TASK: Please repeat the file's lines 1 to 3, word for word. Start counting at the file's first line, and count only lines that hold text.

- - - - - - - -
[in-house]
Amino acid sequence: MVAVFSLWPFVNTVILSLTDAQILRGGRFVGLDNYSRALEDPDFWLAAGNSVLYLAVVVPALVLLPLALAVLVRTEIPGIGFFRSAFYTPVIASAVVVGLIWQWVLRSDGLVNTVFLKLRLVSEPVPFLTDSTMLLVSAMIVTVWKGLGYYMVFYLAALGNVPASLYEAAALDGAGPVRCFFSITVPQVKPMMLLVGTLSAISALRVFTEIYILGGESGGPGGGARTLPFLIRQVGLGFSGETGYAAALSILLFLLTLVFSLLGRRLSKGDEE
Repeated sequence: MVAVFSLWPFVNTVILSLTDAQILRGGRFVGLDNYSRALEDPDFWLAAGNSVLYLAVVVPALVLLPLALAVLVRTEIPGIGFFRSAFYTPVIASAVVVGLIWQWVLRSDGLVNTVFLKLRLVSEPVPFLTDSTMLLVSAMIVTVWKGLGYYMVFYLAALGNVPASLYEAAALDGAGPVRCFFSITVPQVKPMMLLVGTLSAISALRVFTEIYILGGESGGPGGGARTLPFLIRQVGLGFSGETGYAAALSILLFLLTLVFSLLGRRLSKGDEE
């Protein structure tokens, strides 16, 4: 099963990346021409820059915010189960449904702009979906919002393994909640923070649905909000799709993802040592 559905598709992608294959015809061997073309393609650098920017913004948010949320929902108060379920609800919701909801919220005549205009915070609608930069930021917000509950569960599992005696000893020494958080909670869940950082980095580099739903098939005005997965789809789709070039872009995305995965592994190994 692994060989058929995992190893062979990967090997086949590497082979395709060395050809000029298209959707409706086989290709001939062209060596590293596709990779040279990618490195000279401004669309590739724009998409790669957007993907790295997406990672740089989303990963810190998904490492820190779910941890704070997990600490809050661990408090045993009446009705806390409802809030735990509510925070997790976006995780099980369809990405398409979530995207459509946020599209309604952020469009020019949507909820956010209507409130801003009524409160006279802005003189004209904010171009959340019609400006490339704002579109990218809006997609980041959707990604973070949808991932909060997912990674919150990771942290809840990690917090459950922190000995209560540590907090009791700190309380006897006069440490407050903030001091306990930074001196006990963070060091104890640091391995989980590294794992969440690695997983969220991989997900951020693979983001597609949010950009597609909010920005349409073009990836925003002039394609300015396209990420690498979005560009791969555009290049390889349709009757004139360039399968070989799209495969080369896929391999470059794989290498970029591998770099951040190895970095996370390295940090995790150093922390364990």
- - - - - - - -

[in-house]
Amino acid sequence: MVAVFSLWPFVNTVILSLTDAQILRGGRFVGLDNYSRALEDPDFWLAAGNSVLYLAVVVPALVLLPLALAVLVRTEIPGIGFFRSAFYTPVIASAVVVGLIWQWVLRSDGLVNTVFLKLRLVSEPVPFLTDSTMLLVSAMIVTVWKGLGYYMVFYLAALGNVPASLYEAAALDGAGPVRCFFSITVPQVKPMMLLVGTLSAISALRVFTEIYILGGESGGPGGGARTLPFLIRQVGLGFSGETGYAAALSILLFLLTLVFSLLGRRLSKGDEE
Repeated sequence: MVAVFSLWPFVNTVILSLTDAQILRGGRFVGLDNYSRALEDPDFWLAAGNSVLYLAVVVPALVLLPLALAVLVRTEIPGIGFFRSAFYTPVIASAVVVGLIWQWVLRSDGLVNTVFLKLRLVSEPVPFLTDSTMLLVSAMIVTVWKGLGYYMVFYLAALGNVPASLYEAAALDGAGPVRCFFSITVPQVKPMMLLVGTLSAISALRVFTEIYILGGESGGPGGGARTLPFLIRQVGLGFSGETGYAAALSILLFLLTLVFSLLGRRLSKGDEE